2019 confirmed a pattern established over the last three years that has seen the number of E&S shareholder proposals voted on at US AGMs significantly exceed those on governance, reversing a longer-term trend. The proposal subjects remained unchanged from last year, with political spending (93) being the most frequent, followed by environmental (64), mainly related to climate, and human capital management (54). That being said, they did change rankings, with environmental falling from first to second as the number of climate change proposals that were put to a vote falling significantly this year. This resulted from both an uptick in adoption of proponents’ requests by companies leading to these proposals being withdrawn before the shareholder meeting, as well as the US Securities Exchange Commission (SEC) approving 45% of all omission requests by companies, the highest rate in the last five years.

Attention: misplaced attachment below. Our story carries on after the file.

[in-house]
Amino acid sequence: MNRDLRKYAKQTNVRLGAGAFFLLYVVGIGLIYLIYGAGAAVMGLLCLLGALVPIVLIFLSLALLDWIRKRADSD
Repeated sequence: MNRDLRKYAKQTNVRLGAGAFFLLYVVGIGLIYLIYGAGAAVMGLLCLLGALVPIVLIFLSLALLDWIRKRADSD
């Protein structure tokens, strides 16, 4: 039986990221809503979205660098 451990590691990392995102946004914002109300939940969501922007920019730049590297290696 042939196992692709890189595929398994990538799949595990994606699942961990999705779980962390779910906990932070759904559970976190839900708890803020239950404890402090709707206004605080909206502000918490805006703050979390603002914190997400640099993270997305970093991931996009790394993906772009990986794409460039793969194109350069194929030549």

Overall, the withdrawal rate on all shareholder proposals reached a record high for 2019, with nearly half that were filed not being on the final ballot. This is further evidence that companies are more willing to engage proponents and negotiate terms in order to avoid the embarrassment or inconvenience of having to hold a shareholder vote on the subject.
Alongside an increase in frequency, E&S proposals are receiving more support than ever, albeit still typically short of the majority supported needed to have them pass. For 2019 nearly half received significant support (defined as more than 30% votes in favour), which is an increase on the year before and a long way from the figures in 2010, when this was the case for only one in ten proposals.
This results from two main drivers. First, E&S issues are seen as more relevant to a broader range of the investor base, with the historical stigma on supporting such proposals largely gone. Second, and linked to this, proponents are getting better at drafting proposals that are not overly prescriptive but focus on issues that are material to company performance.